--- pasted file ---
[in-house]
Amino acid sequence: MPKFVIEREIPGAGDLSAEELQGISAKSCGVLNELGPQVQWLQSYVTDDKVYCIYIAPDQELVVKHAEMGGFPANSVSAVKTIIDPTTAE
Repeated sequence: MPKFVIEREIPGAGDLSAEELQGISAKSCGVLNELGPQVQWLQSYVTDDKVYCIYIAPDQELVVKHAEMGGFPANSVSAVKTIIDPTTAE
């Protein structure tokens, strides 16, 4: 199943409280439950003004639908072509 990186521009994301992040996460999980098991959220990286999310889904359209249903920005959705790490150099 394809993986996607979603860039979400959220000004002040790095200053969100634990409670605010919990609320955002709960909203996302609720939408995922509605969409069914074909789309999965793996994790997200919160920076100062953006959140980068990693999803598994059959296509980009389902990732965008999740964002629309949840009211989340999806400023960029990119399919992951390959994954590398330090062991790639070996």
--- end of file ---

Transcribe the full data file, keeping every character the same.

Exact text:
[in-house]
Amino acid sequence: MPKFVIEREIPGAGDLSAEELQGISAKSCGVLNELGPQVQWLQSYVTDDKVYCIYIAPDQELVVKHAEMGGFPANSVSAVKTIIDPTTAE
Repeated sequence: MPKFVIEREIPGAGDLSAEELQGISAKSCGVLNELGPQVQWLQSYVTDDKVYCIYIAPDQELVVKHAEMGGFPANSVSAVKTIIDPTTAE
């Protein structure tokens, strides 16, 4: 199943409280439950003004639908072509 990186521009994301992040996460999980098991959220990286999310889904359209249903920005959705790490150099 394809993986996607979603860039979400959220000004002040790095200053969100634990409670605010919990609320955002709960909203996302609720939408995922509605969409069914074909789309999965793996994790997200919160920076100062953006959140980068990693999803598994059959296509980009389902990732965008999740964002629309949840009211989340999806400023960029990119399919992951390959994954590398330090062991790639070996």